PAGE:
experience! Once a new collector catches the
"collector's bug" and begins to feel the passion for an
item, their fun will begin. Good luck and enjoy shopping
those antique stores!
Remember, every antique has its own attitude!
Tips For A
Successful Garage Sale - Part 1
I love garage sales!! I love having one! I love to
shop them! Garage sales are a great way to get rid of
your items and make a few dollars. Since spring is
literally around the corner, many of you are shifting
gears for spring cleaning and garage sale season. All
month long I will feature ideas that you can implement
to help you put on a successful garage sale. Some
things you may already know, while others you may have
never thought of or never tried before.
Keep this point in mind during your preparation: The
purpose of your sale is to make money and get rid of
stuff -- a plain and simple goal.
WARNING: It takes work and time to hold a garage sale,
there is no way around that. You need to commit your
time, but I can make some suggestions that will make it
Keep it fun and short: Approaching a
garage sale can seem like a lot of work, and it is. Keep
the process: 1.) Fun & simple and, 2.) short.
1.) FUN & SIMPLE: I think about my sale as a fast and
fun project. Get it done this week - 7 days total
time. Make it a family affair -- involve others. Ask
your neighbor, kids, or grandkids to help in both the
set up and during the sale. A reward for them is that
they can bring items from their own home to sell at your
sale, plus they can have first look at your items
for sale. The first buyers get the best stuff.
2.) SHORT: Set up your entire sale in 7 days. Keep the
time frame short for preparation. You can get a lot of
work done in 2 hours a day for 5 - 7 days. That's your
preparation time. Do not take 3 weeks to set up -- that
would disrupt your life and your garage. Remember your
goal: sell your stuff and make some money.
Antiques With Attitude,
Tips For A
Successful Garage Sale - Part 2
Next, it's time to determine what days to hold your
sale. The most popular days are Thursday through
Saturday. That's what I would suggest as well.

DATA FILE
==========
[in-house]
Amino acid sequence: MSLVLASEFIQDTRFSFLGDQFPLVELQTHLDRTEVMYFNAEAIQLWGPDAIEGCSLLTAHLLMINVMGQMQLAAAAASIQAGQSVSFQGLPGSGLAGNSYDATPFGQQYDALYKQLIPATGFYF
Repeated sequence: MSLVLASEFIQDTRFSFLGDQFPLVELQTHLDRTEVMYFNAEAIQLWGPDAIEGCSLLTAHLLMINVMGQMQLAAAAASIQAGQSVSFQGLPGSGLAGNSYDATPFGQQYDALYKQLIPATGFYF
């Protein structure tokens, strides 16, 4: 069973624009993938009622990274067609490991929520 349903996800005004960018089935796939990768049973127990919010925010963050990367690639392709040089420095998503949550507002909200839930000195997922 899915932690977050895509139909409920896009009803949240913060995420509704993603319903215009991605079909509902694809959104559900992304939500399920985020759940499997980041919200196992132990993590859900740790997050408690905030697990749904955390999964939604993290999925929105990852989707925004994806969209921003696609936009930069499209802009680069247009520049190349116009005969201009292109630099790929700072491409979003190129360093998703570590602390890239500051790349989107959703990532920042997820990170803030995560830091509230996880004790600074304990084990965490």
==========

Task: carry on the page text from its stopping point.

You can expect that the first few shoppers who arrive at
your sale may seem to walk in and then leave without
buying anything. Why? Thursday mornings from 8:00 to
10:00 are times that collectors and professional dealers
go out and buy. These shoppers are often looking for
one very specific item. They walk in your garage
do a fast scan and then leave. Don't be discouraged.
Your sales should begin to pick up at 10:00 am or noon
when the average garage sale shoppers wake up and start
The average shoppers start to arrive at 10:00 am, but I
always open at 8:00 am for those people driving to work
who might see the signs and decide to stop for a couple
Another thing you can do to boost your sales is to
invite your neighbors and friends to your garage the
night before your sale opens...even if you are still
pricing and working in your garage. Just tell them to
come on over and shop!
Now that you determined the days of your sale, the next
thing is advertising your sale.
I am probably unique in this suggestion, but it works
for me. I have never once placed an ad. I use
signs...a lot of very well placed and daily monitored
signs. If you don't have the luxury of living on a main
thoroughfare, you begin by placing signs directing them
off the main thoroughfare to your sale. Your signs
don't have to be elaborate. Just a simple "Garage Sale"
with an arrow pointing them the way. Keep your signs
the same color...if you start with a yellow sign, keep
using yellow signs throughout the route to your sale.
In contrast, most people tend to place an ad in the
local newspaper. Use your local shopper. It's
delivered to every household in the area every week. I
happen to live in Anoka, so my local shopper is the
Anoka County Shopper.
These are the two most popular advertising options for
garage sales. You can use one, the other, or a
combination of the two. There is no right or wrong
option, simply go with the option that you feel most
Antiques With Attitude,
Tips For A
Successful Garage Sale - Part 3
question is how do you price your items?
This can be difficult to advise on. The general
rule is to think of the retail price at a department
store and mark it at 1/4 of that. Of course, another
factor to consider is the condition of the item. An
item in good to excellent condition can be marked at
this rate or slightly higher, but if it's in fair to
poor condition, it would have to be marked at a lesser
price or free.
bought a set of 6 drinking glasses for $20 at Target. I
would sell them at my garage sale for about $4 or $5.
However, the same set with only 5 glasses would be
priced at about $2.
When pricing, think about what people want and are
willing to pay at a garage sale. If you
are a novice at garage sales, spend a few hours shopping
at other garage sales to see the pricing
Another price example: You bought a set of 6
crystal/fancy cocktail glasses at Macy's for $60. They
are in perfect condition and still in the original box.
I would price them at $10 to $18. Sorry, but that is
how the pricing game goes. You can't get more at a
Overpricing is definitely not suggested. You will be
wasting your time. Customers will know INSTANTLY if you
are overpricing and will walk away to go to the next
garage sale. PRICE LOW...YOU WANT TO SELL!
Ok, your sale starts tomorrow. Your items are all
priced. Now you need to prepare the supplies that
you'll need during the sale.
Below is a quick checklist:
** Bags to put
sold items in
** A card table and chair for you to sit at and keep